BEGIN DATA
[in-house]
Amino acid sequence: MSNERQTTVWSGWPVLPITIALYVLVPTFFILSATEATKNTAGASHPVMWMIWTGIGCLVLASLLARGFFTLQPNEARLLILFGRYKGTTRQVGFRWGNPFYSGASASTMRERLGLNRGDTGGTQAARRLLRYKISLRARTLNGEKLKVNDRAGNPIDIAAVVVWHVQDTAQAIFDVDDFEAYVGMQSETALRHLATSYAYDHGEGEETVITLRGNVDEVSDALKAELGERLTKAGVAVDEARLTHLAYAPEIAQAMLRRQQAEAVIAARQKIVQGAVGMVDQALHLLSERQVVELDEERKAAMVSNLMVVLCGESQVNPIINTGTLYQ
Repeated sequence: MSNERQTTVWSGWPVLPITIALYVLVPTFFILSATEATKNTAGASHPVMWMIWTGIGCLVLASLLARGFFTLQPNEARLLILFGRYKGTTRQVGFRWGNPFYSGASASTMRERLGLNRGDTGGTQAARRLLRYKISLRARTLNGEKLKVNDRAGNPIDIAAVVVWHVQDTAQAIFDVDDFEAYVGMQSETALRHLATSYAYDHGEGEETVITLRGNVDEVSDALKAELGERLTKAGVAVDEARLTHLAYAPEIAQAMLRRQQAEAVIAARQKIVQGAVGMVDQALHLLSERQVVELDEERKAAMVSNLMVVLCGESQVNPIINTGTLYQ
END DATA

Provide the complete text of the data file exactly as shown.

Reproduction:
[in-house]
Amino acid sequence: MSNERQTTVWSGWPVLPITIALYVLVPTFFILSATEATKNTAGASHPVMWMIWTGIGCLVLASLLARGFFTLQPNEARLLILFGRYKGTTRQVGFRWGNPFYSGASASTMRERLGLNRGDTGGTQAARRLLRYKISLRARTLNGEKLKVNDRAGNPIDIAAVVVWHVQDTAQAIFDVDDFEAYVGMQSETALRHLATSYAYDHGEGEETVITLRGNVDEVSDALKAELGERLTKAGVAVDEARLTHLAYAPEIAQAMLRRQQAEAVIAARQKIVQGAVGMVDQALHLLSERQVVELDEERKAAMVSNLMVVLCGESQVNPIINTGTLYQ
Repeated sequence: MSNERQTTVWSGWPVLPITIALYVLVPTFFILSATEATKNTAGASHPVMWMIWTGIGCLVLASLLARGFFTLQPNEARLLILFGRYKGTTRQVGFRWGNPFYSGASASTMRERLGLNRGDTGGTQAARRLLRYKISLRARTLNGEKLKVNDRAGNPIDIAAVVVWHVQDTAQAIFDVDDFEAYVGMQSETALRHLATSYAYDHGEGEETVITLRGNVDEVSDALKAELGERLTKAGVAVDEARLTHLAYAPEIAQAMLRRQQAEAVIAARQKIVQGAVGMVDQALHLLSERQVVELDEERKAAMVSNLMVVLCGESQVNPIINTGTLYQ